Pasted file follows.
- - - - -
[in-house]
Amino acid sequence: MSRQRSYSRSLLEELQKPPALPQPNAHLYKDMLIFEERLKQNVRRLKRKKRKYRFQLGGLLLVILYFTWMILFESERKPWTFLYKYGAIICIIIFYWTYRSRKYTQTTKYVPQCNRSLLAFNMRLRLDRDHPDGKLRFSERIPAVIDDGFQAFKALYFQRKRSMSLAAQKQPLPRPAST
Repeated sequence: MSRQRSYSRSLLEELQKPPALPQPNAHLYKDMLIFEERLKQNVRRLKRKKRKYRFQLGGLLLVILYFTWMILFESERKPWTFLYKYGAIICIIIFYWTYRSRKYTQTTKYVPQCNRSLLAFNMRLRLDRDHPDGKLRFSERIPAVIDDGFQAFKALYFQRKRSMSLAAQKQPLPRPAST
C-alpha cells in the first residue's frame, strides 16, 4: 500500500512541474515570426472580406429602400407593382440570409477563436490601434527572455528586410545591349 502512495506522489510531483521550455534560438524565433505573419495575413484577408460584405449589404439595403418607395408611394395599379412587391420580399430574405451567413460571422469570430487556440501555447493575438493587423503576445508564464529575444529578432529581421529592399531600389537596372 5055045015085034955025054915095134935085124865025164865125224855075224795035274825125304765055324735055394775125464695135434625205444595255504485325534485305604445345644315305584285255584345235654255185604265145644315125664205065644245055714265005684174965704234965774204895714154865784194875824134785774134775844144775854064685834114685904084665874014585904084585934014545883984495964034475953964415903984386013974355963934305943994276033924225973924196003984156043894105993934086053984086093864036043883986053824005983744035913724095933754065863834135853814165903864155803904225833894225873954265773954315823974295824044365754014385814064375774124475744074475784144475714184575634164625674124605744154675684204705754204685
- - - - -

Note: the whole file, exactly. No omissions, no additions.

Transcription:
[in-house]
Amino acid sequence: MSRQRSYSRSLLEELQKPPALPQPNAHLYKDMLIFEERLKQNVRRLKRKKRKYRFQLGGLLLVILYFTWMILFESERKPWTFLYKYGAIICIIIFYWTYRSRKYTQTTKYVPQCNRSLLAFNMRLRLDRDHPDGKLRFSERIPAVIDDGFQAFKALYFQRKRSMSLAAQKQPLPRPAST
Repeated sequence: MSRQRSYSRSLLEELQKPPALPQPNAHLYKDMLIFEERLKQNVRRLKRKKRKYRFQLGGLLLVILYFTWMILFESERKPWTFLYKYGAIICIIIFYWTYRSRKYTQTTKYVPQCNRSLLAFNMRLRLDRDHPDGKLRFSERIPAVIDDGFQAFKALYFQRKRSMSLAAQKQPLPRPAST
C-alpha cells in the first residue's frame, strides 16, 4: 500500500512541474515570426472580406429602400407593382440570409477563436490601434527572455528586410545591349 502512495506522489510531483521550455534560438524565433505573419495575413484577408460584405449589404439595403418607395408611394395599379412587391420580399430574405451567413460571422469570430487556440501555447493575438493587423503576445508564464529575444529578432529581421529592399531600389537596372 5055045015085034955025054915095134935085124865025164865125224855075224795035274825125304765055324735055394775125464695135434625205444595255504485325534485305604445345644315305584285255584345235654255185604265145644315125664205065644245055714265005684174965704234965774204895714154865784194875824134785774134775844144775854064685834114685904084665874014585904084585934014545883984495964034475953964415903984386013974355963934305943994276033924225973924196003984156043894105993934086053984086093864036043883986053824005983744035913724095933754065863834135853814165903864155803904225833894225873954265773954315823974295824044365754014385814064375774124475744074475784144475714184575634164625674124605744154675684204705754204685